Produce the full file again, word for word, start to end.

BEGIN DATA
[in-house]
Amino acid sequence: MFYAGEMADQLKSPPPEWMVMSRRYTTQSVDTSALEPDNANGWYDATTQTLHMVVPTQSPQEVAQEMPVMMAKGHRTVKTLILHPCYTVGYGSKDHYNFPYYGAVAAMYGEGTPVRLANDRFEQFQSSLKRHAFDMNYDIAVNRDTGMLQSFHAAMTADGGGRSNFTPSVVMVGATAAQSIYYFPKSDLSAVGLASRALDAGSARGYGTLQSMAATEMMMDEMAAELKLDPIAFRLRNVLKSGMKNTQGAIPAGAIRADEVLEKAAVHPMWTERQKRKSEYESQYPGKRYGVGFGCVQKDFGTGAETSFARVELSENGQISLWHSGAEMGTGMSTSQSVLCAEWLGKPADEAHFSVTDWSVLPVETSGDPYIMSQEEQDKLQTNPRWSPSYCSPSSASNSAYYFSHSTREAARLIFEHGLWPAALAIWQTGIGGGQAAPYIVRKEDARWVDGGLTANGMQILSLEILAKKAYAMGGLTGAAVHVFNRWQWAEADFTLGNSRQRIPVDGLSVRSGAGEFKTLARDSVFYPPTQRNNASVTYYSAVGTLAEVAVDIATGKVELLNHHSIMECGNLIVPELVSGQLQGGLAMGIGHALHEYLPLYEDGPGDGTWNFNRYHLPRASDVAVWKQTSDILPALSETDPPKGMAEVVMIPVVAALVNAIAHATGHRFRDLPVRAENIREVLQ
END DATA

[in-house]
Amino acid sequence: MFYAGEMADQLKSPPPEWMVMSRRYTTQSVDTSALEPDNANGWYDATTQTLHMVVPTQSPQEVAQEMPVMMAKGHRTVKTLILHPCYTVGYGSKDHYNFPYYGAVAAMYGEGTPVRLANDRFEQFQSSLKRHAFDMNYDIAVNRDTGMLQSFHAAMTADGGGRSNFTPSVVMVGATAAQSIYYFPKSDLSAVGLASRALDAGSARGYGTLQSMAATEMMMDEMAAELKLDPIAFRLRNVLKSGMKNTQGAIPAGAIRADEVLEKAAVHPMWTERQKRKSEYESQYPGKRYGVGFGCVQKDFGTGAETSFARVELSENGQISLWHSGAEMGTGMSTSQSVLCAEWLGKPADEAHFSVTDWSVLPVETSGDPYIMSQEEQDKLQTNPRWSPSYCSPSSASNSAYYFSHSTREAARLIFEHGLWPAALAIWQTGIGGGQAAPYIVRKEDARWVDGGLTANGMQILSLEILAKKAYAMGGLTGAAVHVFNRWQWAEADFTLGNSRQRIPVDGLSVRSGAGEFKTLARDSVFYPPTQRNNASVTYYSAVGTLAEVAVDIATGKVELLNHHSIMECGNLIVPELVSGQLQGGLAMGIGHALHEYLPLYEDGPGDGTWNFNRYHLPRASDVAVWKQTSDILPALSETDPPKGMAEVVMIPVVAALVNAIAHATGHRFRDLPVRAENIREVLQ